Public airs concerns over lifting boat dock restrictions along bay
About 40 concerned citizens filled MacKenzie Hall on Tuesday morning, voicing their opinions over the ongoing debate regarding lifting the 17-year restriction on boat docks on properties within the Bay Beach Zone.
In May, the City Council requested that the Planning Commission look into making alterations to the ordinance which prohibits docks, boat davits, boat lifts and mooring pilings within the zone, which extends along the waters of San Carlos Bay and Tarpon Bay west of the Lighthouse to the end of Woodring’s Point. The ban was enacted in order to protect environmentally-sensitive sea grasses.
After the commission passed a resolution at their Sept. 28 meeting, saying that the proposed amended ordinance was inconsistent with the Sanibel Plan. However, they agreed to move the legislation forward for the council to debate its merits or whether to make any changes at all.
During Tuesday’s three-hour-plus session, the council and audience heard a summarization of the events related to why the city was investigating making changes to the policy adopted in 1993 by Ken Cuyler, the city’s attorney. Jimmy Jordan, the city’s Director of Planning, also read some of the details of the proposed resolution.
“Is one of the primary roles of the Planning Commission to determine if Land Development Code changes are consistent with the Sanibel Plan?” Vice Mayor Mick Denham asked Jordan, who replied, “As an advisory committee to the City Council, yes it is.”
Councilman Jim Jennings questioned whether the testimony provided by scientific experts throughout the course of the commission’s deliberations on the matter — which included Dr. Rob Loflin of the city’s Department of Natural Resources and SCCF representatives Rae Ann Wessel and Erick Lindblad — were factual or their opinions. Denham said that he heard opinions on both sides of the issue, and that he trusted the scientific analysis provided by the experts who offered testimony.
“If you live long enough on Sanibel, issues that affect Sanibel become personal to me,” said Denham, who explained that his objection to lifting the restriction on boat docks was “a matter of principle.”
Jennings called the matter “one of the most difficult things we’ve worked on since I’ve been here,” and pledged to listen to both sides of the debate.
Mayor Kevin Ruane told his fellow councilors that he was struggling with the issue of the taking of riparian rights.
“I have an issue with this,” he said. “In my opinion, we took something away without paying for it.”
Opening the floor to public opinion, Lindblad and Wessel were the first to speak. While Wessel showed an aerial image of the Bay Beach Zone, noting areas that were prominent sea grass beds along the now-protected shoreline, Lindblad urged the council to keep the ban in place.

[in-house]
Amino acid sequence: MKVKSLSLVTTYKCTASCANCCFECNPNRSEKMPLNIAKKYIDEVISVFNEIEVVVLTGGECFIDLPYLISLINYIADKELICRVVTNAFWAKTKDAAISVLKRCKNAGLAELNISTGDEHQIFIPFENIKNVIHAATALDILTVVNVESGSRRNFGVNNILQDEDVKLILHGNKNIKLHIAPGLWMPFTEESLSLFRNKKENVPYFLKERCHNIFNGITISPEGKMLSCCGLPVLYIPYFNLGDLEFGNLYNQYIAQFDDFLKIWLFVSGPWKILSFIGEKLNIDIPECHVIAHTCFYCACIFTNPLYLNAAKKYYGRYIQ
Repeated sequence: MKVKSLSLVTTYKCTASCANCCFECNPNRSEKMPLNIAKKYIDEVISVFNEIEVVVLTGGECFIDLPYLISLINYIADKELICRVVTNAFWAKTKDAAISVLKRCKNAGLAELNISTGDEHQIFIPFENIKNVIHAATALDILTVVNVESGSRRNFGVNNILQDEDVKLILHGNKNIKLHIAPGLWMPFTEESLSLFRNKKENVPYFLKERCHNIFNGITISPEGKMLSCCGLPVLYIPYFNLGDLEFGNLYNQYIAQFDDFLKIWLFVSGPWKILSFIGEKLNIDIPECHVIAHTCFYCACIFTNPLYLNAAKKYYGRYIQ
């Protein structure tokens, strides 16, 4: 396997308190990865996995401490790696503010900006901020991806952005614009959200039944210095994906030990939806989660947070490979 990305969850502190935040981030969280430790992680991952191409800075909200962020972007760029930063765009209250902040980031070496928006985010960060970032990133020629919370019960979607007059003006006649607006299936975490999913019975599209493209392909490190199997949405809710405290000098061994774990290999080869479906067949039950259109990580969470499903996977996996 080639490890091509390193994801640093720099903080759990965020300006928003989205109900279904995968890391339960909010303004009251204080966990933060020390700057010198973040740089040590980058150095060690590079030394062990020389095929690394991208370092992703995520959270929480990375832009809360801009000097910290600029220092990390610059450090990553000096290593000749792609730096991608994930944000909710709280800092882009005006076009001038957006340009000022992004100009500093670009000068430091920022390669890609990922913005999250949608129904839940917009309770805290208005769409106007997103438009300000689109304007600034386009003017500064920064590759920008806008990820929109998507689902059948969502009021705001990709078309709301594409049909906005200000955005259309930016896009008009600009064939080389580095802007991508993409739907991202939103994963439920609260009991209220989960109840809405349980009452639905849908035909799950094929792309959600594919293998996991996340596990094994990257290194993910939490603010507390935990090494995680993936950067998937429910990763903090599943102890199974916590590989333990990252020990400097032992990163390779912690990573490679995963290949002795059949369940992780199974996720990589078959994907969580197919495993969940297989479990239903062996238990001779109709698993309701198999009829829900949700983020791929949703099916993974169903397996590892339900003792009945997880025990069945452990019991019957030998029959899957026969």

“This isn’t about a few docks — this is about 59 docks,” he said. “There is no doubt that sea grasses are impacted by docks.”
Resident Hazel Schuller questioned what environmental impact the additional boats would have within the zone, while Barbara Joy Cooley, president of the Committee Of The Islands, said that the council’s revisiting of the boat dock restriction was a case of “Deja vu all over again.”
“Are you willing to stand up and fight for this, even though it may not be easy?” Cooley asked the council, adding that “How you vote will show who you are.”
Fellow resident Karen Storjohann, who noted that Sanibel has always been at the forefront of the eco-tourism movement, said, “They talk about what people’s rights are, but not enough about what their responsibilities are.”
Charles Sobczak, author of several island-based books, warned that if the council voted to lift the ban, “Within a decade, without these restrictions, Sanibel could wind up looking like Marco Island.”
Following the statements from attorney Steve Hartsell, the lawyer representing eight property owners impacted by the ban, who said “Not every dock is a threat to sea grasses,” the council weighed in with their assessments.
“You know what the law is,” Peter Pappas told Hartsell. “It’s reason absent of passion. But this island was founded on passion.”
Pappas later called the matter a “defining issue of this community,” adding that — in his opinion — the imposition of the boat dock restriction was “legal and justifiable.”
Hartsell also suggested several changes to the proposed ordinance, including extending the length of boat docks to 175 feet (from 150 feet), lowering the spacing between boards to between 1/4 inch and 1/2 inch (from 1 inch) for safety purposes and that the four foot width restriction should not apply to terminal platforms.
Marty Harrity said that he wanted the Planning Department to provide additional information regarding the current status of sea grass beds within the Bay Beach Zone, along with topographical maps showing the affected area and properties.
“We need some more scientific data before we can say ‘Does it or doesn’t it?'” Harrity stated. “That’s imperative.”
The council will hold a second public hearing on the proposed ordinance on Tuesday, Oct. 19 beginning at 9:15 a.m.